Bound To Stay Bound

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 Stardines swim high across the sky and other poems
 Author: Prelutsky, Jack

 Illustrator: Berger, Carin

 Publisher:  Greenwillow Books
 Pub Year: 2012

 Dewey: 811
 Classification: Nonfiction
 Physical Description: [31] p., col. ill., 24 x 29 cm.

 BTSB No: 730751 ISBN: 9780062014641
 Ages: 4-8 Grades: K-3

 Mythical animals -- Fiction
 Children's poetry

Price: $20.71

A new collection of silly, strange, and sensational animal poems!

Accelerated Reader Information:
   Interest Level: LG
   Reading Level: 5.10
   Points: .5   Quiz: 163766

   Kirkus Reviews (02/15/13)
   School Library Journal (02/01/13)
   Booklist (12/01/12)
 The Bulletin of the Center for Children's Books (05/13)
 The Hornbook (00/03/13)

Full Text Reviews:

Booklist - 12/01/2012 In Behold the Bold Umbrellaphant (2006), Prelutsky and Berger combined forces to delight with uproarious poems about animals crossed with inanimate objects. Here they continue their zoological compendium, adding animals infused with personality traits (“SLOBSTERS are slovenly, / SLOBSTERS are crude. / SLOBSTERS love mashing / And smushing their food”; “PLANDAS sit around all day, / Planning what to do”). Prelutsky offers a wide variety of form and meter, and the poems consistently bounce with the rhythmic vitality and sparkling surprise we have come to expect from him. Each poem enjoys a two-page spread, illuminated in Berger’s three-dimensional dioramas built of carefully cut paper and found objects and decorated with pins and tags and other trappings of scientific specimen cases. Poet and artist clearly share a comic sensibility (witness the JOLLYFISH’s dentures), and their partnership bears symbiotic fruit. Adults will have great success sharing these poems with groups, but it won’t be long before kids are reading them to one another. HIGH-DEMAND BACKSTORY: Prelutsky is poetry royalty, and teachers and librarians will be eager to share his latest. - Copyright 2012 Booklist.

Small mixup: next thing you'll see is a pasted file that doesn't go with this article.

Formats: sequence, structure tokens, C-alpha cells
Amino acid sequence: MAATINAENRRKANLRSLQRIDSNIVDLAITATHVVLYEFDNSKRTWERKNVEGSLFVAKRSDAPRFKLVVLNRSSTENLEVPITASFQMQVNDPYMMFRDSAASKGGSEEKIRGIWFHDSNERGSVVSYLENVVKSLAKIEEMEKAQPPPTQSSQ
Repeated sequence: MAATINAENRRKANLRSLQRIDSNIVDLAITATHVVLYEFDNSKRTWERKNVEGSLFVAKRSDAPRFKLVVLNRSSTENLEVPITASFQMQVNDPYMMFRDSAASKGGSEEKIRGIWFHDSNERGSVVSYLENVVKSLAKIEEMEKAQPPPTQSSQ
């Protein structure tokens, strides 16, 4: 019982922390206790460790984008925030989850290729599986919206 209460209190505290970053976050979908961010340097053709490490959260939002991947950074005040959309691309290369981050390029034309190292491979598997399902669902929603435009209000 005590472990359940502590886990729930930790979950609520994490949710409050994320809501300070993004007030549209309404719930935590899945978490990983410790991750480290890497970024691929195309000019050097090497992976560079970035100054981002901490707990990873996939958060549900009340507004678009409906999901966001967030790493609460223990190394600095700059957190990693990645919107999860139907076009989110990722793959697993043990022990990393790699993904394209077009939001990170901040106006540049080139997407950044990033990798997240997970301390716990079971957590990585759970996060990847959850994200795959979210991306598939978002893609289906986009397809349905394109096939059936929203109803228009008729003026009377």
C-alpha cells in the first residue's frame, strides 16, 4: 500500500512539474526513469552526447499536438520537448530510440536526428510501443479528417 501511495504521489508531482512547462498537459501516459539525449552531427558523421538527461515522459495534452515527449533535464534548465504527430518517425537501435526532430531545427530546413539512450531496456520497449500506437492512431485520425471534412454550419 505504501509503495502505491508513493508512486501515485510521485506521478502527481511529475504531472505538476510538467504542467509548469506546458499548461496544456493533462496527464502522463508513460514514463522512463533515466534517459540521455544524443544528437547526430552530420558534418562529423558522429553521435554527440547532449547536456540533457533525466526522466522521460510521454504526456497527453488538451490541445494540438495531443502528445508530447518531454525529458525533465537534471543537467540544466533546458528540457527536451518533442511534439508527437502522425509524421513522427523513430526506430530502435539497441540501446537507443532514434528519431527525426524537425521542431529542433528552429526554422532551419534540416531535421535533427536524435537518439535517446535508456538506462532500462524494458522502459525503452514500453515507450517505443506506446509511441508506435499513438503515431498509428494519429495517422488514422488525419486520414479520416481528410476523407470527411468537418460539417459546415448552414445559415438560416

School Library Journal - 02/01/2013 PreS-Gr 2—Prelutsky has created unusual creatures through odd pairings of usual things, and crossing stars and sardines is just one interesting idea he explores: "In giant schools, their brilliant lights/Illuminate the darkest nights." Sixteen short poems each focus on an animal with a surprise twist. "Slobsters" are a mess and "Plandas" think things out to a fault. Some selections, like "Jollyfish," focus on a creature's personality, while others, like "Gloose," deal more with physical traits or habits, like "Panteater." The singsong rhymes are clever, and the collage art, created by combining cut paper and found objects, brings the book to life. These creatures are entertaining by themselves but also could make terrific inspiration for children interested in coming up with their own imaginary animals.—Julie Roach, Cambridge Public Library, MA - Copyright 2013 Publishers Weekly, Library Journal and/or School Library Journal used with permission.

Bulletin for the Center... - 05/01/2013 Prelutsky’s portmanteau poetry (from Scranimals, BCCB 10/02, and Behold the Bold Umbrellaphant, BCCB 11/06) returns in sixteen new verses about unexpected combinations in the animal world. These mashups are often much more philosophical than before, as in the jollyfish (who “possess the gift/ of monumental glee”), slobsters (“Slobsters are slovenly/ Slobsters are crude”), and swapiti (“No sooner have they set up shop/ than swapiti begin to swap”), but more concrete hybrids appear as well, such as the fountain lion and the gloose (a blend of glue and goose, of course). The poems have the familiar variety of rhyming forms and precision of meter that makes them enjoyable to read aloud as well as alone, and the concepts continue to be amusing and imaginative. Design pushes toward center stage in this volume, with Berger’s elegant arrangements of collaged realia (described as “miniature dioramas”) resembling attractively displayed and sometimes framed museum exhibits while the accompanying text appears on yellowing slips of pinned paper. The intricate creations are fascinating-the magpipes are a combination of cutout old illustrations, including golden horns as the pipe drones, and curling slips of musical notation, all on tasteful forest felt. This will inspire artists as much as poets and readers (and readers-aloud), so consider allowing kids to respond artistically as well as verbally-and keep lots of paper scraps and glue at the ready. DS - Copyright 2013 The Board of Trustees of the University of Illinois.

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